Infrastructure Sustainability frameworks and rating tools need to be benchmarked locally and aligned globally where possible and a performance regime established encouraging beyond business as usual solutions and outcomes. This sends the right market signals, as this occurs (as we have seen in Australia and New Zealand) smarter more sustainable products and materials are brought to market more competitively, the construction sectors innovation shackles are unlocked and so on. The pursuit of the sustainability rating then advances in earnest through detailed project design and construction. The more clients that mandate and register projects to undertake the voluntary rating scheme prior to procurement and make the rating a contractual requirement in the design and operations, the more competitive the industry becomes and step changes occur. Intelligent (and self-benefiting) deployment of the IS scheme encourages knowledge sharing and collaboration even in very restrictive contractual arrangements. Performance against them can become an indicator of performance in other areas from financial to safety and quality, and should be utilised as a fundamental risk management and opportunity realisation framework (including improving bottom line performance where possible).

Through engagement with a number of countries in Asia, ISCA has learnt that deployment of the IS scheme becomes a rapid local regulatory backfill empowering the project proponents, particularly in an environment where there is inter-governmental corruption. In countries where there is policy and economic inertia (or revertia … to coin a phrase) particularly regarding governance, environmental and social issues (including climate change, environmental protection and restoration and human rights and equity issues), deployment of the IS scheme backfills and reinforces regulatory frameworks and environments which typically result in sovereign and other risks impeding local and international investment.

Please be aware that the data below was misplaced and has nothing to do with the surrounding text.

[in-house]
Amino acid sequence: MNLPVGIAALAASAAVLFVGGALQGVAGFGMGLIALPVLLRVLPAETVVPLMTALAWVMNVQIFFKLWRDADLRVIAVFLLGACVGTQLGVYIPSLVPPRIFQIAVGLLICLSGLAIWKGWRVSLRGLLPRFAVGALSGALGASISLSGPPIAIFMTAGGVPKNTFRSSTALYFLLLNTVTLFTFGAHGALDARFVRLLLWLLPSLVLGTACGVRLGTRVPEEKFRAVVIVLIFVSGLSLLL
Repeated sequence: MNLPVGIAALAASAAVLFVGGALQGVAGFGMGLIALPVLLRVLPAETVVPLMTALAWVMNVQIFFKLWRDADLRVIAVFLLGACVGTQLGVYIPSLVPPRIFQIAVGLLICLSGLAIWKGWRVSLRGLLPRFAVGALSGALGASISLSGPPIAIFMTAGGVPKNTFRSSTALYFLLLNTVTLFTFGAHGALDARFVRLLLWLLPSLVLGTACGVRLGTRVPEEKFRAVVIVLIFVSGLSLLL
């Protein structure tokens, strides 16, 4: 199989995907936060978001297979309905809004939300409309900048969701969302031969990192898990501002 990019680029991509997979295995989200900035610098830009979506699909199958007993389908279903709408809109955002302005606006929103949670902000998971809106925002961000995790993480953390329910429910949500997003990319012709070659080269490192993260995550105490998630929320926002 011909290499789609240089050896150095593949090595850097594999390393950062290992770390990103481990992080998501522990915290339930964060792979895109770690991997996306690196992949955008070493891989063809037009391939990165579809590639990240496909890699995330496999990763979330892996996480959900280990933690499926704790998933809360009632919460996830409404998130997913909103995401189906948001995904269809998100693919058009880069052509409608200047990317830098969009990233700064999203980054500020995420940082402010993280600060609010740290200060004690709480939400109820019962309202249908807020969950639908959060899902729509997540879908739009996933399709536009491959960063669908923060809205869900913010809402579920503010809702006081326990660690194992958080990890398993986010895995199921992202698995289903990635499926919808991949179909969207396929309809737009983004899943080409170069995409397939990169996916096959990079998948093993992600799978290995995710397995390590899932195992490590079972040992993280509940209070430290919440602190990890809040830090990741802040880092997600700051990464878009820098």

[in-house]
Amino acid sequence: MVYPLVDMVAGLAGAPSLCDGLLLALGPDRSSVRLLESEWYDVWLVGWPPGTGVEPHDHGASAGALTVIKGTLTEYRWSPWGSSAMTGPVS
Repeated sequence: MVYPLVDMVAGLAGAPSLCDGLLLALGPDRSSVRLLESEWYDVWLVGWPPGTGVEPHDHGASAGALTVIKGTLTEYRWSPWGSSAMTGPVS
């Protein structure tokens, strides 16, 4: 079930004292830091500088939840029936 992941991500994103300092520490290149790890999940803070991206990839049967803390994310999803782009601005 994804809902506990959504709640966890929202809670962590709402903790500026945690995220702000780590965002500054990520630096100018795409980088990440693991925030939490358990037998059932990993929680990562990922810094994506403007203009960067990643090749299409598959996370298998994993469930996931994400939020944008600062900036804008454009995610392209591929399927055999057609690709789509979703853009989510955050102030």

Correspondingly we have also observed that systematic deployment of the IS scheme can result in green and red tape reduction, reducing planning and approval costs and at the same time establishing a collaborative model between regulators, project procurers and deliverers to work towards the best environmental or social outcome (e.g. noise or soil reuse).